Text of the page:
The Hammer Comes Down
on spousal support

Two basic formulas to calculate spousal support based on current advisory guidelines

By Linda Hammerschmid

In 2005 the Feds tasked two professors, Carol Rogerson, University of Toronto Faculty of Law, and Rollie Thompson, Dalhousie University, to prepare guidelines to determine levels of spousal support that could be payable under certain scenarios.

Without regurgitating all such scenarios, the guidelines consider the following criteria:

– Length of marriage
– With and without children
– Property division upon divorce
– Remarriage, second families
– Exceptions

A final report was presented in 2008 after consultations across the country were conducted.

Obviously, subsequent legislation and Supreme Court cases (such as Contino vs. Contino in 2005 which set out the approach to determine child support under shared custodial situations) impact the guidelines which, in any event, remain but advisory as they are not law.

However, several provinces, including Quebec, may use the guidelines both in negotiations and in arguments at Court. Note that our Quebec Court of Appeal specifically ruled the guidelines to be non binding. This does not rule out their use as a tool, amongst others, to factor into solutions in divorce cases under the Federal Divorce Act and Judges may base decisions on the guidelines.

It is also advisable to verify each Province’s use of these guidelines and to consult an attorney to ensure you have in fact a claim/obligation vis-à-vis spousal support. Also of importance is the fact that child support, from sea to shining sea, is determined prior to determining whether spousal support is due, and in Quebec, on the merits of a divorce, spousal support is assessed after property division has been decided since the values of same and the revenues which may flow from them impact support determination.

Even if you are happily married, proceeding with these calculations can be an eye opener.

It is important, critical actually, to remember that nothing is ever set in stone in a courtroom and many factors, other legislation and yes, biases, play a role in the outcomes of each case.

You will find one of two basic formulas here to entertain you, from Section 7.3 of the Spousal Support Advisory Guidelines which can be found on the Government of Canada Department of Justice website at under Spousal Support Advisory Guidelines.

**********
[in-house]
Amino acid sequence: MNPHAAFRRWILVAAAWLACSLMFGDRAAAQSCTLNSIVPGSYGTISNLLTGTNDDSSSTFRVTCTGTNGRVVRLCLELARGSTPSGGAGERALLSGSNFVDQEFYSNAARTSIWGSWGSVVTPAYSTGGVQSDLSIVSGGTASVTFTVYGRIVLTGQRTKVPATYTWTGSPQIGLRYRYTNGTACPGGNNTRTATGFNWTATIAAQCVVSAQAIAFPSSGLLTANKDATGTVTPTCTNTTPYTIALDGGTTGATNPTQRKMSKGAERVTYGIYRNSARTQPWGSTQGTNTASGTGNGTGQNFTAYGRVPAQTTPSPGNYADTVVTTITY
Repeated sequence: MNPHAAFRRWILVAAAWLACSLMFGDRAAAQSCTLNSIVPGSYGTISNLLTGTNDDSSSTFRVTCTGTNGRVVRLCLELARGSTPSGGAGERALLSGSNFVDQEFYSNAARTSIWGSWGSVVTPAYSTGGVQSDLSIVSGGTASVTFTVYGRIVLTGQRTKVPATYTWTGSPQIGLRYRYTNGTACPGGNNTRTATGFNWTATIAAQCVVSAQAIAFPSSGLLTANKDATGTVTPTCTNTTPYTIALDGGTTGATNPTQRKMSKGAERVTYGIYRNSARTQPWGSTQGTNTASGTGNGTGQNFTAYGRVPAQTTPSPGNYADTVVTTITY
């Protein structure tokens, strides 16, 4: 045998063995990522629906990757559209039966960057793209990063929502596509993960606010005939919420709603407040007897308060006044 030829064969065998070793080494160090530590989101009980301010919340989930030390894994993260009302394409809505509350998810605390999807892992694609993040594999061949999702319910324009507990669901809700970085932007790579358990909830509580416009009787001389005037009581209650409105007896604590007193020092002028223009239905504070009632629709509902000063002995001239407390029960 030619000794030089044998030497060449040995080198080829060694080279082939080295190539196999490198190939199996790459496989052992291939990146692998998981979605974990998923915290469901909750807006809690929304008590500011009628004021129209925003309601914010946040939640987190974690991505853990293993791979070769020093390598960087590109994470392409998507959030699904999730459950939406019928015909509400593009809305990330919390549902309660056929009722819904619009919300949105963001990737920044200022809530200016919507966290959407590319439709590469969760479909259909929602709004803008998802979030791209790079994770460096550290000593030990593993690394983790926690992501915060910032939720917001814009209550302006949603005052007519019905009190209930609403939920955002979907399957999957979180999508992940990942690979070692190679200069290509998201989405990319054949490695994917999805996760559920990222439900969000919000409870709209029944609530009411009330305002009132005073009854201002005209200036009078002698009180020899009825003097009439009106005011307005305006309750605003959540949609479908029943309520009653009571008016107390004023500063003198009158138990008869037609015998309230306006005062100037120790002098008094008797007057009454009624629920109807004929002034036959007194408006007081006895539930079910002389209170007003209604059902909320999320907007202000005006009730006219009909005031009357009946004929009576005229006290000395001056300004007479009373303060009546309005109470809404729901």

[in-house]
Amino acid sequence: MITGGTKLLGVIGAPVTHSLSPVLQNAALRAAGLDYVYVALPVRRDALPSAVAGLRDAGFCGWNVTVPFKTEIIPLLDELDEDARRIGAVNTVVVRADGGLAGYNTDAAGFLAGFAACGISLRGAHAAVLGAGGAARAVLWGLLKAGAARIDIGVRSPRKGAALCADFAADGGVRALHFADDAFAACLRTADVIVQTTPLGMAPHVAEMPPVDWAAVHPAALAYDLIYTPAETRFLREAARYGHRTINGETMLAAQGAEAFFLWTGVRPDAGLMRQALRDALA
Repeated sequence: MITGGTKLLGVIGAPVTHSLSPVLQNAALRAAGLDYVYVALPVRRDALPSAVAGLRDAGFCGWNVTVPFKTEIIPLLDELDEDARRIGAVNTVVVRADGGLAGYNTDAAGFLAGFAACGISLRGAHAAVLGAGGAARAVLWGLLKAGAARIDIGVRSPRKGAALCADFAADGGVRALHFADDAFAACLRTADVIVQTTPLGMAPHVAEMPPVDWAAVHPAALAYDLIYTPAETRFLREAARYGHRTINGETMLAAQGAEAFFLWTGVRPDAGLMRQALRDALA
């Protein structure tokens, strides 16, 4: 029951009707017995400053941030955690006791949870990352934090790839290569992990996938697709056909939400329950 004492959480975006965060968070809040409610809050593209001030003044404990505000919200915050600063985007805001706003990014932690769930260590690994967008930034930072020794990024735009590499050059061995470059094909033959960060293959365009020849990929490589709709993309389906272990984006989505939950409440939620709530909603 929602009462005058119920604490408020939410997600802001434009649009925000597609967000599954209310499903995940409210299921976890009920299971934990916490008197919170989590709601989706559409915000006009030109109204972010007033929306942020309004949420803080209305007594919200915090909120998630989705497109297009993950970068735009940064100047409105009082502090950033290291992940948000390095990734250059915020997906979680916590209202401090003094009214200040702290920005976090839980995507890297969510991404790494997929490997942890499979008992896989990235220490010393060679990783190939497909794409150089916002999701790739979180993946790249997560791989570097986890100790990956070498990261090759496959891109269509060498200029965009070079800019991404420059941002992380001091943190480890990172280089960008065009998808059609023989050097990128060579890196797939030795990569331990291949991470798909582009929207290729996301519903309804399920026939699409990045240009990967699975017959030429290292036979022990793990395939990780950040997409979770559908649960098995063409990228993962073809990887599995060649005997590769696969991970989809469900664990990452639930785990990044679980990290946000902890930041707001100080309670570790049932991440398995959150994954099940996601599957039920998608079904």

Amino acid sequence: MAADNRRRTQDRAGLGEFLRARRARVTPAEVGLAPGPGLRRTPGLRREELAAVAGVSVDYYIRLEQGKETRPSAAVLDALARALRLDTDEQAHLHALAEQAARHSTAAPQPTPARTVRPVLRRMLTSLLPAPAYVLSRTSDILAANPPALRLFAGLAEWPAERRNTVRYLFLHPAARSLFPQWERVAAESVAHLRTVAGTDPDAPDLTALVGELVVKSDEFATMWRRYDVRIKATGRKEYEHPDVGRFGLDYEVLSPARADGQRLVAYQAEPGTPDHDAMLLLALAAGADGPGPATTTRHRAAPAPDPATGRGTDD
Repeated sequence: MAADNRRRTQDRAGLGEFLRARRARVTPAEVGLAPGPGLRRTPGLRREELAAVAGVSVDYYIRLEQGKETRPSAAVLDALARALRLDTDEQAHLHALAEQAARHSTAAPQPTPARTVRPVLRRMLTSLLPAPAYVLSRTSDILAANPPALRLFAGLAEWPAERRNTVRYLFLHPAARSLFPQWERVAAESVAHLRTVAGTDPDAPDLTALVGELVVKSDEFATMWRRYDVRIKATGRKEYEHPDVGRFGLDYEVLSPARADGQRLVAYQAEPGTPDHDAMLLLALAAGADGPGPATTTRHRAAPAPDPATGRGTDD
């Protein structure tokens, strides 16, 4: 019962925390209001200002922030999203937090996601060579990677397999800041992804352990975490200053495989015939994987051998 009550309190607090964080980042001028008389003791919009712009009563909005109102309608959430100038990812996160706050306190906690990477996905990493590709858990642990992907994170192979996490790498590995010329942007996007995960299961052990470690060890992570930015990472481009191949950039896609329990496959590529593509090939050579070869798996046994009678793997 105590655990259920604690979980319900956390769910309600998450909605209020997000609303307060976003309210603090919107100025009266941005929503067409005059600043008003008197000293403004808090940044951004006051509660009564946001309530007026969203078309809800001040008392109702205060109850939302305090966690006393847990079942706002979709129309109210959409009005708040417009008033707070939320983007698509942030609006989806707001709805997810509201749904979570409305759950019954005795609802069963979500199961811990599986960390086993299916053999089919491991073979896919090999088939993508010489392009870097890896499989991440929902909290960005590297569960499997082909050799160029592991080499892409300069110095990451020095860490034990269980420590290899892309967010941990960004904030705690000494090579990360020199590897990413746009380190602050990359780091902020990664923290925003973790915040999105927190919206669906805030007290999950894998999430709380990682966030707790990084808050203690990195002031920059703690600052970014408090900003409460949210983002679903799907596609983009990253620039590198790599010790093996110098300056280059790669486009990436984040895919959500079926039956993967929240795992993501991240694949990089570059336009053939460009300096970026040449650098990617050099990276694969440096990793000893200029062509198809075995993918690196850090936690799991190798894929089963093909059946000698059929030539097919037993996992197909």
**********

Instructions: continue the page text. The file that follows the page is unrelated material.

Even if you are happily married, proceeding with these calculations can be an eye opener. And if you don’t have the revenue information of your spouse, you already have a problem! This information (the real information, not simply what tax savvy advisors input on tax returns) should be freely exchanged between couples. If your spouse is hiding the real numbers, then you have a real problem and should address it directly, soon rather than later.

Bouton S'inscrire à l'infolettre –

Practical Case/Formula

From the Spousal Support Advisory Guidelines Report

To determine the amount of support to be paid (without child support):

1. Determine the gross income difference between the couple:

Spouse’s revenue – less – Your revenue = ($ gross income difference)

2. Determine the applicable percentage by multiplying the length of the marriage by 1.5% – 2 % per year:

1.5% x number ___ of years of marriage = ___ percent
2% x number ___ of years of marriage = ___ percent

3. Apply the applicable percentage to the income difference obtained per #1 above.

___% x ($ gross income difference) = support per year $___________ (per month (÷ 12) = $___________).
___% x ($ gross income difference) = support per year $___________ (per month (÷ 12) = $___________).

Duration would be indefinite if the length of the marriage was 20 years or more.

Feature image: Keromi Keroyama via
Read also: The Hammer Comes Down on careless road users

linda hammerschmid

Me Linda Hammerschmid is an attorney and has been practicing Family Law since 1982. She is the Senior Partner at Hammerschmid & Associates at 1 Westmount Square, Suite 1290. She is a founding and current member, and past Secretary (28 years) of The Family Law Association of Quebec. She is a frequent guest on CBC TV/Radio, CTV and CJAD, providing commentary on Family Law. You can also hear her regularly on the CJAD show “Passion” with Dr. Laurie Betito, the last Thursday of each month. She and her dog Mac are members of Therapeutic Paws giving joy to the less fortunate. Me Hammerschmid can be reached at (514) 846-1013 or by e-mail at <>. All inquiries will be treated confidentially.

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  1. Brian Johnston

    Seems to all come down to simple math calculation, eventually morphed into a magic algorithms.
    In depth studies at first, then some bureaucratic geek will turn this all into keying the data into the magic algorithms thereby setting a presadent which does not take the full reality of couple’s resources.
    Better to educate couples about prenups.

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